Ratios: Price-Earnings Ratio (PE Ratio) - Video Tutorials & Practice Problems

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Ratios: Price-Earnings Ratio (PE Ratio)

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Alright so let's discuss the price earnings ratio. The price earnings ratio usually called the P. E. Ratio. Like we see here P. Over E. Well that's how we're going to calculate it, it's gonna be the price over the earnings. Okay so pe ratio it's a common market value ratio because we're dealing with we're using the actual market value of the stock. So investors use this when they're thinking about investing in a stock. Well how much earnings are they gonna get per dollar that they invest here? Okay. So the price earnings ratio, the an important part of this ratio is the earnings per share. Okay. So a lot of times when we deal with price earnings ratio, they're really just asking you to calculate earnings per share and then do price divided by earnings per share. So the trickiest part of this could be remembering how to calculate earnings per share. All right. So you might want to go back to the earnings per share video if you need more information but let's go ahead and just review it real quick right here. So our earnings per share. Remember it's gonna be net income minus preferred dividends in our numerator. And a lot of times they might not talk about preferred dividends if they don't talk about it, it's gonna be zero. So you might just not have it at all. Okay, so net income minus preferred dividends and in the denominator we've got the average number of shares of common stock outstanding. Alright so that's a lot of words but remember we're talking about a number of shares. So we're not talking about like the dollar value of the shares? Excuse me, the book value of equity or something like that. We're talking about a number of shares, a million shares outstanding, 500,000 shares outstanding, whatever it is. And we're focused on the common stock. Okay. So there could be common shares and preferred shares while we're focused on the common shares that are outstanding. And last it's an average. So like we've done with averages before, remember, it's gonna be the beginning balance plus the ending balance divided by two. Right? That's how we always deal with averages. But remember this is an average with the number of shares. Okay, So we're talking about a number of shares, not a dollar value. So the beginning number of shares plus ending number of shares divided by two. Alright, so that's usually the most complicated part of this formula, because once we get to the price earnings ratio down here below notice the numerator is the price, right? Price divided by earnings. So the numerator is the current market price of a share of common stock. Okay. So they're gonna tell you in the problem though. Usually say the market price is $20 for a share of stock, whatever it is. Okay, and the denominator, is that earnings per share? So market or price divided by earnings. Alright. So how do we use this information? What does this really tell us? It tells us the market price for a dollar of earnings, right? Remember it's how much of the numerator for each one of the denominator. So if there was $1 of earnings, how much would you have to pay for that in market price? Okay. For each dollar of earnings. Cool. So what's the comparison here? Well, you can imagine that investors want to pay as little as possible for as much earnings as they can, right? So they want to price earnings ratio. That's lower the lower the ratio, the more value they're getting for each dollar of earnings so they want to pay as little as possible for those earnings. How If you see a high price earnings ratio of price earnings ratio sometimes reaches as high as 20 times or something like that. You can see really high price earnings ratios. Well this indicates projections of future earnings, right? Because investors remember they're taking into account when they have when the market sets the price with all the demand and supply of the stock. Well, it takes into account all the information that's available. So if investors realize that there's gonna be a lot of future earnings, well, that's going to bump up the price, right? So that price earnings ratio, even though there's currently not as much earnings, it could project that there's gonna be a lot of future earnings. Cool. Alright. So remember the main trick here is remembering how to calculate your earnings per share and then the price earnings ratio while it's just price divided by earnings. Cool. Alright, let's jump into some practice problems for the price earning ratio.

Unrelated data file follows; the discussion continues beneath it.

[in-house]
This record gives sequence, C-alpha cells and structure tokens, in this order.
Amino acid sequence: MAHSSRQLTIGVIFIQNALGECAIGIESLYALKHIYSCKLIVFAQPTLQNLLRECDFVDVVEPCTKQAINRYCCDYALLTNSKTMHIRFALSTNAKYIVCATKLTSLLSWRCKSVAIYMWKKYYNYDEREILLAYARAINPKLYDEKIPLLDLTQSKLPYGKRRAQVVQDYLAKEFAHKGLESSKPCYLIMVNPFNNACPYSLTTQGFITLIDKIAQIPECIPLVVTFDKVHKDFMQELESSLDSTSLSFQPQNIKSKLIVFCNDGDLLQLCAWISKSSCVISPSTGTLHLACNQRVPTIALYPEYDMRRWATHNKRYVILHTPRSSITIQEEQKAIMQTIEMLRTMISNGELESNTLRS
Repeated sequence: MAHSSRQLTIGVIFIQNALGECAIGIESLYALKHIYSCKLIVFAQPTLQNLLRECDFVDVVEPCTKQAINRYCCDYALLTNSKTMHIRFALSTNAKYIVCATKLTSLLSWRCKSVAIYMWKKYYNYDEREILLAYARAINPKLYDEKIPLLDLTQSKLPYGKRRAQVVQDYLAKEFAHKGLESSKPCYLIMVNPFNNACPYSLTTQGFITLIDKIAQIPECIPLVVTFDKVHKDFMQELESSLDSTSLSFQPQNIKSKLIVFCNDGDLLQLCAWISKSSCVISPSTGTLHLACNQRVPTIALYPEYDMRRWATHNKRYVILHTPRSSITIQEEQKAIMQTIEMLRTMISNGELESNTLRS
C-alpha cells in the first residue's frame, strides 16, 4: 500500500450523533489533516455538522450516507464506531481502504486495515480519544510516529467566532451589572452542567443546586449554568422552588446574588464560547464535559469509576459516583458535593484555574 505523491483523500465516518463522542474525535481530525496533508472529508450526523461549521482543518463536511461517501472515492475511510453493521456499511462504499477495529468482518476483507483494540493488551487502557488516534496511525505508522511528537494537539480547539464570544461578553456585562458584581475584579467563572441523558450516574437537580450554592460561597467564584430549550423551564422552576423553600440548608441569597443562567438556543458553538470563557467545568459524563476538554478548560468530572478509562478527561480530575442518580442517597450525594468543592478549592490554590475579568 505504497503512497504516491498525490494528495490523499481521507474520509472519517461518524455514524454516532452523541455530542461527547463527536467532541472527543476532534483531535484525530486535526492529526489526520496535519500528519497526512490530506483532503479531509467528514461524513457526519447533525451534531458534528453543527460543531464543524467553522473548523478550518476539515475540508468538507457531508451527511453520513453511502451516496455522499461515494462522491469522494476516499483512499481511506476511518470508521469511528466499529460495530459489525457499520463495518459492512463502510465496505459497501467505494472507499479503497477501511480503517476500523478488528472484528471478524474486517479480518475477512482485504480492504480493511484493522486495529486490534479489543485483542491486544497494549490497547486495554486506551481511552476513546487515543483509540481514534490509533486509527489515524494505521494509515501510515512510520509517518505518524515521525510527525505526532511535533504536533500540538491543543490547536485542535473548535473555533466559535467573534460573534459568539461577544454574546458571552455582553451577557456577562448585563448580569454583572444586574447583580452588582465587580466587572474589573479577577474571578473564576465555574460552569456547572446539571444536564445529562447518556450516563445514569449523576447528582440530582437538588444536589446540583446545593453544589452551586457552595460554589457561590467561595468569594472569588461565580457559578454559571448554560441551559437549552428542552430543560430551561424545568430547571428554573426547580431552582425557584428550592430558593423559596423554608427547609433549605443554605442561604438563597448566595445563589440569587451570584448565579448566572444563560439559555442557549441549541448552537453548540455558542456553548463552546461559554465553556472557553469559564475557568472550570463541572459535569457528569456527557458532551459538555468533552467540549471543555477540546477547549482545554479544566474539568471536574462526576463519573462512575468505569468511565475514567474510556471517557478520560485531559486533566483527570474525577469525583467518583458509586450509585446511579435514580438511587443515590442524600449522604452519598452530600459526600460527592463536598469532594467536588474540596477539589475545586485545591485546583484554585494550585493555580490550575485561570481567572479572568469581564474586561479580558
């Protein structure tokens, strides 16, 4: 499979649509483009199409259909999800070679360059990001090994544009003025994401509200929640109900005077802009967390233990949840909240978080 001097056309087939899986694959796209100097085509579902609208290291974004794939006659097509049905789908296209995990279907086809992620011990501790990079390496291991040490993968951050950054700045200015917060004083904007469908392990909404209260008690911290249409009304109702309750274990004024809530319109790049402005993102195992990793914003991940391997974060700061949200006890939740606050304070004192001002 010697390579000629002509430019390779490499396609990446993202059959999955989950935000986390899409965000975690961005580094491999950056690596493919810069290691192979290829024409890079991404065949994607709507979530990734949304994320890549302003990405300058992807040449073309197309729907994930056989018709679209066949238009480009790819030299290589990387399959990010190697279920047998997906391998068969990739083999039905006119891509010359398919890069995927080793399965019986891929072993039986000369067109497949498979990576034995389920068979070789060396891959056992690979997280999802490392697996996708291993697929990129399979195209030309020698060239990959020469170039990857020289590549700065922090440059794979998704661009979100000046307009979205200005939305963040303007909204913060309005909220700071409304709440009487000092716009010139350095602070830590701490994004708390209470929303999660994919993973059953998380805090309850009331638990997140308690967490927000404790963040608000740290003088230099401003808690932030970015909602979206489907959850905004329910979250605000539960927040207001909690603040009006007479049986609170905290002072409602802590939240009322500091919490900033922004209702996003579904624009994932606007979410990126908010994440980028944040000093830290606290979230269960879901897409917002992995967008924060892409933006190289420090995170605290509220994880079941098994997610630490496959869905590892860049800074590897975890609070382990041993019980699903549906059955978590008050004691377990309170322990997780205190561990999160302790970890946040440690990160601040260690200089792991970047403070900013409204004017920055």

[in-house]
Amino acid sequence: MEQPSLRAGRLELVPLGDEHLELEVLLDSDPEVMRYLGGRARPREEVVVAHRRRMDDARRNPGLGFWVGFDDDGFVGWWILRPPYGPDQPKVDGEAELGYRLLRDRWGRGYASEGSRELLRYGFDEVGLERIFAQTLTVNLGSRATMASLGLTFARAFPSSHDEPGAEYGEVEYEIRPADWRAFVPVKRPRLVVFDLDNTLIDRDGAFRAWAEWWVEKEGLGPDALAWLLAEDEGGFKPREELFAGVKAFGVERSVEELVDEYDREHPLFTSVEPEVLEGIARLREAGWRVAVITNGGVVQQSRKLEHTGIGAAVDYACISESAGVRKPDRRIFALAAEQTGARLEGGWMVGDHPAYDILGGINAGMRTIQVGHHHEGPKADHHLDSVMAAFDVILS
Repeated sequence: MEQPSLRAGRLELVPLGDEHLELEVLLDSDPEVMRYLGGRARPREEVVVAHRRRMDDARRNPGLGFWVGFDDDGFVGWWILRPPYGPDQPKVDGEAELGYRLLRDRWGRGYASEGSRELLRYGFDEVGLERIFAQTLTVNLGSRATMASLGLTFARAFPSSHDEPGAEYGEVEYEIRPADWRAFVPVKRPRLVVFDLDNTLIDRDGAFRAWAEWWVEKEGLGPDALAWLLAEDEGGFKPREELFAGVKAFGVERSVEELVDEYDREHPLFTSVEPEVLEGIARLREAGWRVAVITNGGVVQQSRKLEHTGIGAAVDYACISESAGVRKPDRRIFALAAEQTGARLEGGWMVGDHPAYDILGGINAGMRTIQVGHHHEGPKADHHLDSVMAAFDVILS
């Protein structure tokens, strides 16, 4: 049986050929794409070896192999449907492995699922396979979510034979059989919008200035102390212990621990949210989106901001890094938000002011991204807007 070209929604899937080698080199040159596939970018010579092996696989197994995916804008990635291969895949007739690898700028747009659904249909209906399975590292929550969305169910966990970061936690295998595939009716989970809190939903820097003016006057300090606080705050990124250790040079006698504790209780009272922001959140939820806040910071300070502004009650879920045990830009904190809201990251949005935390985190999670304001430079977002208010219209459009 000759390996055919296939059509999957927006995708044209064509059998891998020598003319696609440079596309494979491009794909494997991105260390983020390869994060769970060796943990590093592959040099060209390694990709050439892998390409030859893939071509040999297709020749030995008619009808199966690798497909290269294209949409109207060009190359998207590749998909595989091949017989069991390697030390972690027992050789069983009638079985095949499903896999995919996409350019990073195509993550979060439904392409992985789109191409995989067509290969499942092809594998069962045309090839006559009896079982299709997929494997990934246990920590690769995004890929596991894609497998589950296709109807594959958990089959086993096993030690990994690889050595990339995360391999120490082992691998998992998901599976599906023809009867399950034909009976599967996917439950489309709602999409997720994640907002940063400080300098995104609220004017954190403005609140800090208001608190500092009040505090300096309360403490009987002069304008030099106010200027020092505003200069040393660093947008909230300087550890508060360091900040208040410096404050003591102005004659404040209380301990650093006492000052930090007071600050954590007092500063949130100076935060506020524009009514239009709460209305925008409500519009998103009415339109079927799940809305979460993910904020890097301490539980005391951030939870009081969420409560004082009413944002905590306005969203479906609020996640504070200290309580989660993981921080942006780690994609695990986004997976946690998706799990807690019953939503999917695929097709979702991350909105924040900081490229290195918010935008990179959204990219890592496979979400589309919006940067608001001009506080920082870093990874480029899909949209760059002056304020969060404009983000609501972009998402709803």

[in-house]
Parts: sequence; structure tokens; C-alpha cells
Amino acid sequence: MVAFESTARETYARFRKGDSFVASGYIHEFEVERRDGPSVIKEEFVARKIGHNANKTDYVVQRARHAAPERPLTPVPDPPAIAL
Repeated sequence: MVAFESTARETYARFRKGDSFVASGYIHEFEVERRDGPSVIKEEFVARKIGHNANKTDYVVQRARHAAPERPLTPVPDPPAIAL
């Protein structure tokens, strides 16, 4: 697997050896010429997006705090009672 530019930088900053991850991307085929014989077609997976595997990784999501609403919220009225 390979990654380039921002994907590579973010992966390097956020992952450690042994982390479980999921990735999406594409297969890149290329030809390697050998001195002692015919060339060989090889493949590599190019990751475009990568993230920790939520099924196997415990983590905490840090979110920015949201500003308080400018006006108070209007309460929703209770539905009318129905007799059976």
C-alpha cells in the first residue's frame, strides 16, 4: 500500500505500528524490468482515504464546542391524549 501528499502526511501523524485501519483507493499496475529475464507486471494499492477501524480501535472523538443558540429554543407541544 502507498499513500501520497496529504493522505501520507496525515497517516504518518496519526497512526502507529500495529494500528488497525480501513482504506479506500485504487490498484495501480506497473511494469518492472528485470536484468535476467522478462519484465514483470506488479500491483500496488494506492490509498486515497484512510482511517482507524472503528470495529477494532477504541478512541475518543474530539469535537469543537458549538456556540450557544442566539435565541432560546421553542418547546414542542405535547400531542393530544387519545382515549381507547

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Problem

Problem

MoneyCo had sales revenue and net income during the current year of $500,000 and $60,000, respectively. The total amount of stockholders' equity was $600,000, and common shares outstanding were 120,000 all year. If the market price of the stock is $10, what is the P/E ratio?

A

5

B

10

C

20

D

40

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Problem

Problem

Tougher Company's current year income statement showed an EPS of $1.25 per share. If total common equity totaled $600,000 (40,000 common shares), preferred dividends were $10,000 (10,000 preferred shares), and the market price of common and preferred stock are $25 and $50, respectively, what is the company's P/E ratio?